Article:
Nonetheless, for the first time in history, leaders from 200 countries agreed to limit carbon emissions, implement plans to replace fossil fuels with renewable energy, and financially assist less developed countries. The recognition that we need to stay below 2 degrees, whether they want to admit it or not, is a recognition that 80% of fossil fuel reserves cannot be extracted and burned.

As inadequate as it is, this verbal commitment would not have happened without the massive pressure from below, from the 400,000 on the streets in NYC in the largest environmental march in U.S. history to the hundreds of thousands that have marched across the world, and the thousands who have engaged in mass civil disobedience. This pressure forced governments to do what they don’t want to do, admit something needs to be done.

Capitalism vs. Our Future

But words are one thing, action is another. Even the voluntary targets agreed to in Paris are unlikely to be be reached. A number of EU countries are on track to miss their targets for renewable energy production. Before Trump even took office, the U.S. was likely to miss its target for 2025. The policies in place clearly don’t go far enough.

Anticipating this, the authors of the Paris Agreement included a five-year check in with countries in the hope that they’ll come back with more ambitious targets. But, that’s incredibly unlikely considering the already dismally low targets are not being met, and the political will necessary to take on big oil and the financiers of fossil fuel projects is lacking.

At this point, we are three years away from the point at which scientists say we must peak in carbon emissions. After 2020 we have to rapidly reduce emissions to even have a chance at keeping temperature rise to less than 2 degrees Celsius. There is no more room left for tinkering around the edges. Any party or politician that claims otherwise is either completely ignorant of the problem or lying.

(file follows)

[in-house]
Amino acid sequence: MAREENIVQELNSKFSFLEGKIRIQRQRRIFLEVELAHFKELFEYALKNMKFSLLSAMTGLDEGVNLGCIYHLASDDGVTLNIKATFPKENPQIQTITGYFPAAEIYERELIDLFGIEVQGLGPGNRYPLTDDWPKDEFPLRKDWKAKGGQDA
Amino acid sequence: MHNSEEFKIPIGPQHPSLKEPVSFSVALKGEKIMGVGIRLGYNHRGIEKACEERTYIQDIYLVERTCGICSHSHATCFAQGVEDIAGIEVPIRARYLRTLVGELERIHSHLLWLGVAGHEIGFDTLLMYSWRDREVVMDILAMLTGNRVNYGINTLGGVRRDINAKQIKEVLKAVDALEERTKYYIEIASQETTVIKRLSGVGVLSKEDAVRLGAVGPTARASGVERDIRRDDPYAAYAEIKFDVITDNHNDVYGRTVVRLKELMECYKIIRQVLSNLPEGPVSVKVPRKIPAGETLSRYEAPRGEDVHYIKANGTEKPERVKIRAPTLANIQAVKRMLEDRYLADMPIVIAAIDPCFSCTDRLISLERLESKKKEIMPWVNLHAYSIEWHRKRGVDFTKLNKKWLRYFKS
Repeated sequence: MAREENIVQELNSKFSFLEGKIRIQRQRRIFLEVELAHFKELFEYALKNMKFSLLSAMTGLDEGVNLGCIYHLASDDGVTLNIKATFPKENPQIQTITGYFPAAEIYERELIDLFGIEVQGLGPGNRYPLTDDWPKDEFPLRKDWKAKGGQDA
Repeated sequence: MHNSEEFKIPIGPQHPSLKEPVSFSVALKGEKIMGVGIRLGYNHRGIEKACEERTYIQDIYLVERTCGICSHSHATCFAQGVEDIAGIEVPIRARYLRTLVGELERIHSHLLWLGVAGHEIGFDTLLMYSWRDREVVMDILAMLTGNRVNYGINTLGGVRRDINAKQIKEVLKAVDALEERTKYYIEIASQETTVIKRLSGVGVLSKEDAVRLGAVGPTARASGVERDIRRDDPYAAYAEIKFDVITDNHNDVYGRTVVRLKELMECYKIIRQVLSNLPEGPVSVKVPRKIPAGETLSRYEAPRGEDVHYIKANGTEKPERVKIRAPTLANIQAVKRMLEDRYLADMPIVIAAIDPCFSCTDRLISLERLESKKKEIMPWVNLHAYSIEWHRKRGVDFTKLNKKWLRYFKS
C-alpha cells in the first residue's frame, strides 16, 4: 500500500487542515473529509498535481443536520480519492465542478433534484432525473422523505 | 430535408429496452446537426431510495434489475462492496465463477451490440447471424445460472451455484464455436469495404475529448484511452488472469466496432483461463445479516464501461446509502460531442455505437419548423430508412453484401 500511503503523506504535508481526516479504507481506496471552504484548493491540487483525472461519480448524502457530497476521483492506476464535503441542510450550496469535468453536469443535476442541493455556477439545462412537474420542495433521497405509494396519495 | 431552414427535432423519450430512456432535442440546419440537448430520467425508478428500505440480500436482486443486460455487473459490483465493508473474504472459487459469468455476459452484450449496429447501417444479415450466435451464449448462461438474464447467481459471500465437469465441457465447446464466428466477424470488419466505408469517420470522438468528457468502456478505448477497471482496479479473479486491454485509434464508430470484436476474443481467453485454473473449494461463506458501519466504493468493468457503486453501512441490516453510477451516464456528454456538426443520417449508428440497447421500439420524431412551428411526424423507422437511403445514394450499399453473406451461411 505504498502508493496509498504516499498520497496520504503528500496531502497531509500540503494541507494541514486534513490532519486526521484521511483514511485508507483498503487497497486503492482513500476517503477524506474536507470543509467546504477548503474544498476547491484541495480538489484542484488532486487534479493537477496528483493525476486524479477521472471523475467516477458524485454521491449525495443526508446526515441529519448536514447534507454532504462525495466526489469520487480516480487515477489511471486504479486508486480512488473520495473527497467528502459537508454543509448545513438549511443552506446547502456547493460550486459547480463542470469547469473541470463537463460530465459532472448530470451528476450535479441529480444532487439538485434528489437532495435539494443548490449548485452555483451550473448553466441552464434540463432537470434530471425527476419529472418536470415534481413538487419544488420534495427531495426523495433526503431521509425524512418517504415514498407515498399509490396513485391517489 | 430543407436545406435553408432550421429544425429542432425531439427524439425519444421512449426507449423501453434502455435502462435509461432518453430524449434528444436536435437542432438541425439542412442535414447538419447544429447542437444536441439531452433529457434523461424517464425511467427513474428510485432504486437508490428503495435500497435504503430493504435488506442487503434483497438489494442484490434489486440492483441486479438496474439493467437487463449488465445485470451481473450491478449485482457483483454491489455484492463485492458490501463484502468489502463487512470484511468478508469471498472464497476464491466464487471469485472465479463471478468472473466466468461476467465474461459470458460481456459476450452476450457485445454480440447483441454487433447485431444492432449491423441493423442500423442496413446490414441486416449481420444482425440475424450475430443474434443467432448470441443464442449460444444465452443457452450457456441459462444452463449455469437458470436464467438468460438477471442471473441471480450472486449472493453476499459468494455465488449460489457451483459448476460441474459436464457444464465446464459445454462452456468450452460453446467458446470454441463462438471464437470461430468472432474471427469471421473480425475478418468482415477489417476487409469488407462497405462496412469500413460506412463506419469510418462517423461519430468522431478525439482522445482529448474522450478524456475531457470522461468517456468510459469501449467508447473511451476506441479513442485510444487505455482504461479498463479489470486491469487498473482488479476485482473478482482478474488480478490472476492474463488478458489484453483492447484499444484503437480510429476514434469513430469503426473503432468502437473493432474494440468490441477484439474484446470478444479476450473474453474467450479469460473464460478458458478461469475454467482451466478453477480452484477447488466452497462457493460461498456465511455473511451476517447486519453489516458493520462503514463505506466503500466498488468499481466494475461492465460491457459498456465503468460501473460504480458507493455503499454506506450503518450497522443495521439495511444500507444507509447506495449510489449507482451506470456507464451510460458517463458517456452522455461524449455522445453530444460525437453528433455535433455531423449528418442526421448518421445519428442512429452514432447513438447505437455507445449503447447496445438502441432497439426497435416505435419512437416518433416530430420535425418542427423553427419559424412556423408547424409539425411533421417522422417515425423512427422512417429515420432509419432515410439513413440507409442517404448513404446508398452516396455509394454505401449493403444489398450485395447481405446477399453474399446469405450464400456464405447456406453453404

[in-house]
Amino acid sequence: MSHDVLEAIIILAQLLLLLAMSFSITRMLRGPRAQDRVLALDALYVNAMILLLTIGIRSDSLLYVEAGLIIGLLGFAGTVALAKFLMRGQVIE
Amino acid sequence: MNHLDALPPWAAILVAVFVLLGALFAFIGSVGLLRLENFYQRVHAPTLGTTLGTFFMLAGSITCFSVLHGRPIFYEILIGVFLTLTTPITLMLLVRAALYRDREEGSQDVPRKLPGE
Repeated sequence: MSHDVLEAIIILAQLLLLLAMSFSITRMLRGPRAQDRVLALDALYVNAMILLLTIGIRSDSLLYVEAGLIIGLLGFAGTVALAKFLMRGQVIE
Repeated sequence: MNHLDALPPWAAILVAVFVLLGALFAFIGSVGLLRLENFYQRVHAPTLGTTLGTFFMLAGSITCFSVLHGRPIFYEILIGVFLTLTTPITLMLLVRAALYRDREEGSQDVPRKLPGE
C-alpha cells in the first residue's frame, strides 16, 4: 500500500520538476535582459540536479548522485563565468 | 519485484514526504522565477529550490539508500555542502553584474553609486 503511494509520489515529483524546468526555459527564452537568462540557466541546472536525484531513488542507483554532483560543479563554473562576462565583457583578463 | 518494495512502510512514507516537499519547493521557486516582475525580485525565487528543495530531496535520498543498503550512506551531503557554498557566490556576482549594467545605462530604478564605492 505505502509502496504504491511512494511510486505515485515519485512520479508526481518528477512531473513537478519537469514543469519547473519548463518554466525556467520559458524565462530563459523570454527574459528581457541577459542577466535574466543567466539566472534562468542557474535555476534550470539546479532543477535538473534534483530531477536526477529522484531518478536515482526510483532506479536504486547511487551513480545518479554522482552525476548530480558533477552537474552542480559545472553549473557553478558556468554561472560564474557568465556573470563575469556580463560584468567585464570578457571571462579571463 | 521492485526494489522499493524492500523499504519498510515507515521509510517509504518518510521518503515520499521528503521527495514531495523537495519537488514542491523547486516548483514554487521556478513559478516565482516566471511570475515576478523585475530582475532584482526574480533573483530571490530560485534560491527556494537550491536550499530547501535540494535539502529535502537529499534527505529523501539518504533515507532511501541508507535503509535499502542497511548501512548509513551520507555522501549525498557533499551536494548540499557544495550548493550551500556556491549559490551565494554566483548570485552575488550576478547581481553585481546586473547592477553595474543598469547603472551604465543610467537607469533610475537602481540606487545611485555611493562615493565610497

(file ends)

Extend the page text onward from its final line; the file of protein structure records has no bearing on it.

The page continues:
The capitalist class and their servants in government have had more than 25 years to do something. They wasted those years denying the science, spending billions on campaigns meant to confuse people. And, no wonder, there were billions in profits at stake.

Now, they face not only run-away warming and an increasingly unstable climate system, but also mass movements fighting austerity, inequality, war, and oppression. It is in this moment the environmental movement must clasp hands with the anti-capitalist and socialist movements globally and fight back against the whole damn system.

This points to the need for a new political party that truly represents the needs of working people and the poor and fights a sustainable future. But what is needed right now is to link the anger at Trump’s assault on the environment to the anger at the Republicans’ assault on working people generally, especially with Trumpcare. We need to launch a summer of resistance with mass days of action around the country calling for him and his regime to go.

We demand:

  • Our future over private profits – no to backing out of the Paris Agreement, keep to 1.5 C, step up the targets;
  • Massive investment in public transport and renewable energy;
  • Bring the big banks, big energy, and big farms into public ownership and democratic control ;
  • A “Just Transition” for all workers in polluting industries with guaranteed re-training and new living-wage jobs;
  • A democratic socialist plan for the economy based on the interests of the overwhelming majority of people and the environment. For a socialist United States and a socialist world.